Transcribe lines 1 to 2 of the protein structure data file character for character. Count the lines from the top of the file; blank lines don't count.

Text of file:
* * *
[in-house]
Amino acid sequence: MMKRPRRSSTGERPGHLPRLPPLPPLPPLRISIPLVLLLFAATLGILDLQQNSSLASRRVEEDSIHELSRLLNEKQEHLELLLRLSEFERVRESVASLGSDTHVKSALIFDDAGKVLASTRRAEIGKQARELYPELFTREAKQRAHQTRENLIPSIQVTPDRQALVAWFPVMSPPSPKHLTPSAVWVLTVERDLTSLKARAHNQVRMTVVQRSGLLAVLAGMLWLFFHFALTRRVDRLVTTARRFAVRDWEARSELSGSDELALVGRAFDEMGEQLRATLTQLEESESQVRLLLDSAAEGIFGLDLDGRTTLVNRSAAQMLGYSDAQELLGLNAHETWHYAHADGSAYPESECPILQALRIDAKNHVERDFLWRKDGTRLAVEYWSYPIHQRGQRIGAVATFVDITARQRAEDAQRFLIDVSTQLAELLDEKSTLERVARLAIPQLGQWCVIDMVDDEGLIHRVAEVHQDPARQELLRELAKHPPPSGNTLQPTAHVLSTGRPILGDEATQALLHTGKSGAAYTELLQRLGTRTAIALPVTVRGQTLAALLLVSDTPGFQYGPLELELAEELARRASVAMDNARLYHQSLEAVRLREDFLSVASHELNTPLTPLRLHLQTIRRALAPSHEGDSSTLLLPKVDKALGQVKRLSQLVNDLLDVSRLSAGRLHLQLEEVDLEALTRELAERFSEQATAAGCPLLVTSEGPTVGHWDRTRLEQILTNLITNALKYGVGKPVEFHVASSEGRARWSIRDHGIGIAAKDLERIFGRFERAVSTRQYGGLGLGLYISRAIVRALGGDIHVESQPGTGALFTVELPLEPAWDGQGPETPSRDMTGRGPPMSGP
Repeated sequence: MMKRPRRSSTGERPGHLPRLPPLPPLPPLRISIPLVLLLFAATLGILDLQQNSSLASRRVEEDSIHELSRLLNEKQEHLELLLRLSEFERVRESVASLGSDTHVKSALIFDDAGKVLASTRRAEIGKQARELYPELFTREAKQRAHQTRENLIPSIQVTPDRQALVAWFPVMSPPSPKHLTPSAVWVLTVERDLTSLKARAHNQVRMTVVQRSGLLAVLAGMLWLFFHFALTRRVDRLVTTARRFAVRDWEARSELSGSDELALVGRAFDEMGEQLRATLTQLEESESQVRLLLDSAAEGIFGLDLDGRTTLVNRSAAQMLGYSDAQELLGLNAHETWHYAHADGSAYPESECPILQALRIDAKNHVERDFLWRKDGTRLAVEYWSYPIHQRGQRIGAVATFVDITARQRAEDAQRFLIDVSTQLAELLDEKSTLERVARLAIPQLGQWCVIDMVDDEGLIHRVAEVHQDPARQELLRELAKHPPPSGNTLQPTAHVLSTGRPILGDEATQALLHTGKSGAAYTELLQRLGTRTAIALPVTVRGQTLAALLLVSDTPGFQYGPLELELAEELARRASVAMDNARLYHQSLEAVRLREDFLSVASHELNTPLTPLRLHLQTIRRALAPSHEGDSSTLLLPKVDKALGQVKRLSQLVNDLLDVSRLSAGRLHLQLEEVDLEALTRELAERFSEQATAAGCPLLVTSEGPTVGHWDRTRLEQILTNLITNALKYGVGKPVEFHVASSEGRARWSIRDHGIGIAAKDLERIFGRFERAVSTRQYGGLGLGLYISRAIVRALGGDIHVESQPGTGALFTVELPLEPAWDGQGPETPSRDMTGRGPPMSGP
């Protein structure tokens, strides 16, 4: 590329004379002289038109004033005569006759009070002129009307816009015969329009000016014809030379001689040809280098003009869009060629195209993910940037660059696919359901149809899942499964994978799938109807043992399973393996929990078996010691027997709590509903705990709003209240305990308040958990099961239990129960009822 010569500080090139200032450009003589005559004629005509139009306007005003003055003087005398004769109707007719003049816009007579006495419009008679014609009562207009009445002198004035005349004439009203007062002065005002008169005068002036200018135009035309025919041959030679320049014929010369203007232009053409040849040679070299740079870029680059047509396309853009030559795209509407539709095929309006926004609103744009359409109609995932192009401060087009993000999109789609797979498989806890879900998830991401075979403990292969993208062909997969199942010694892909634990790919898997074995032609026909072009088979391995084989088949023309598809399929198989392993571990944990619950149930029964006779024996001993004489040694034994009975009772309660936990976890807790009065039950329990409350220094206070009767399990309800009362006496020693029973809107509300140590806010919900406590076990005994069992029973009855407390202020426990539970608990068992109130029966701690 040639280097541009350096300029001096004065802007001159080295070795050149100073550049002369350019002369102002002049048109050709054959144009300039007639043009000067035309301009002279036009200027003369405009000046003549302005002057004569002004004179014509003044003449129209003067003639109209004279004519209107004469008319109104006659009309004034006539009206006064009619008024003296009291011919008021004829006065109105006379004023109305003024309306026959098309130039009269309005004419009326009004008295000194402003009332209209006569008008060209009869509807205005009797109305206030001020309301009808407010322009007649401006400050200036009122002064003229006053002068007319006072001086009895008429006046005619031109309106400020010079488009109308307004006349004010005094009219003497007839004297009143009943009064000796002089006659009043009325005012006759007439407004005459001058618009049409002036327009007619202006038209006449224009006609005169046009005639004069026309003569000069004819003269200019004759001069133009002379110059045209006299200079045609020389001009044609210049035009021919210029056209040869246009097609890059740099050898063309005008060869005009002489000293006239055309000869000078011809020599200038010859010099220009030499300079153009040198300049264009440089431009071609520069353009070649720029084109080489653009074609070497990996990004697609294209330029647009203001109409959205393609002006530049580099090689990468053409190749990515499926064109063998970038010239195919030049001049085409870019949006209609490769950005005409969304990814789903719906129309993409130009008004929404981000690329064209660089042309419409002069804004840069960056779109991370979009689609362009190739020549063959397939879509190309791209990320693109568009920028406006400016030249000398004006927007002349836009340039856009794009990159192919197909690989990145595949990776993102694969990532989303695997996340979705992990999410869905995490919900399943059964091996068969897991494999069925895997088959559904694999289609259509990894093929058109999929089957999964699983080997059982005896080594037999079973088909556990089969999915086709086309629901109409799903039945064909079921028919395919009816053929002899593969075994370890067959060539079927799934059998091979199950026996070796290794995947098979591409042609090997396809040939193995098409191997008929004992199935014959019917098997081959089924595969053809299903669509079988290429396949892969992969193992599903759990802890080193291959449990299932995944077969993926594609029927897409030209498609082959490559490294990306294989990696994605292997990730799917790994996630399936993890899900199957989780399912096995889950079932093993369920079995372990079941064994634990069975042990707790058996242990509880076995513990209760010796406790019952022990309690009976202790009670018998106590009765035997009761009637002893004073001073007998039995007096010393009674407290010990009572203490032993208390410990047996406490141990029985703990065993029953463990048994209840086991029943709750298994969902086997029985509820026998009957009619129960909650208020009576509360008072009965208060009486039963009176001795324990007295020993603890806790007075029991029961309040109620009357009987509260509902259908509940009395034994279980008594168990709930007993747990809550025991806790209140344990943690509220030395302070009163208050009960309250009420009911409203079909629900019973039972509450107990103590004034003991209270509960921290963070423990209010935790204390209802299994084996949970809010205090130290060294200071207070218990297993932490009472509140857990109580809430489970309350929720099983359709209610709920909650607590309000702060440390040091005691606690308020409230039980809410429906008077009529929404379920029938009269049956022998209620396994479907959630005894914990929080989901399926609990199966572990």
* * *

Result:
[in-house]
Amino acid sequence: MMKRPRRSSTGERPGHLPRLPPLPPLPPLRISIPLVLLLFAATLGILDLQQNSSLASRRVEEDSIHELSRLLNEKQEHLELLLRLSEFERVRESVASLGSDTHVKSALIFDDAGKVLASTRRAEIGKQARELYPELFTREAKQRAHQTRENLIPSIQVTPDRQALVAWFPVMSPPSPKHLTPSAVWVLTVERDLTSLKARAHNQVRMTVVQRSGLLAVLAGMLWLFFHFALTRRVDRLVTTARRFAVRDWEARSELSGSDELALVGRAFDEMGEQLRATLTQLEESESQVRLLLDSAAEGIFGLDLDGRTTLVNRSAAQMLGYSDAQELLGLNAHETWHYAHADGSAYPESECPILQALRIDAKNHVERDFLWRKDGTRLAVEYWSYPIHQRGQRIGAVATFVDITARQRAEDAQRFLIDVSTQLAELLDEKSTLERVARLAIPQLGQWCVIDMVDDEGLIHRVAEVHQDPARQELLRELAKHPPPSGNTLQPTAHVLSTGRPILGDEATQALLHTGKSGAAYTELLQRLGTRTAIALPVTVRGQTLAALLLVSDTPGFQYGPLELELAEELARRASVAMDNARLYHQSLEAVRLREDFLSVASHELNTPLTPLRLHLQTIRRALAPSHEGDSSTLLLPKVDKALGQVKRLSQLVNDLLDVSRLSAGRLHLQLEEVDLEALTRELAERFSEQATAAGCPLLVTSEGPTVGHWDRTRLEQILTNLITNALKYGVGKPVEFHVASSEGRARWSIRDHGIGIAAKDLERIFGRFERAVSTRQYGGLGLGLYISRAIVRALGGDIHVESQPGTGALFTVELPLEPAWDGQGPETPSRDMTGRGPPMSGP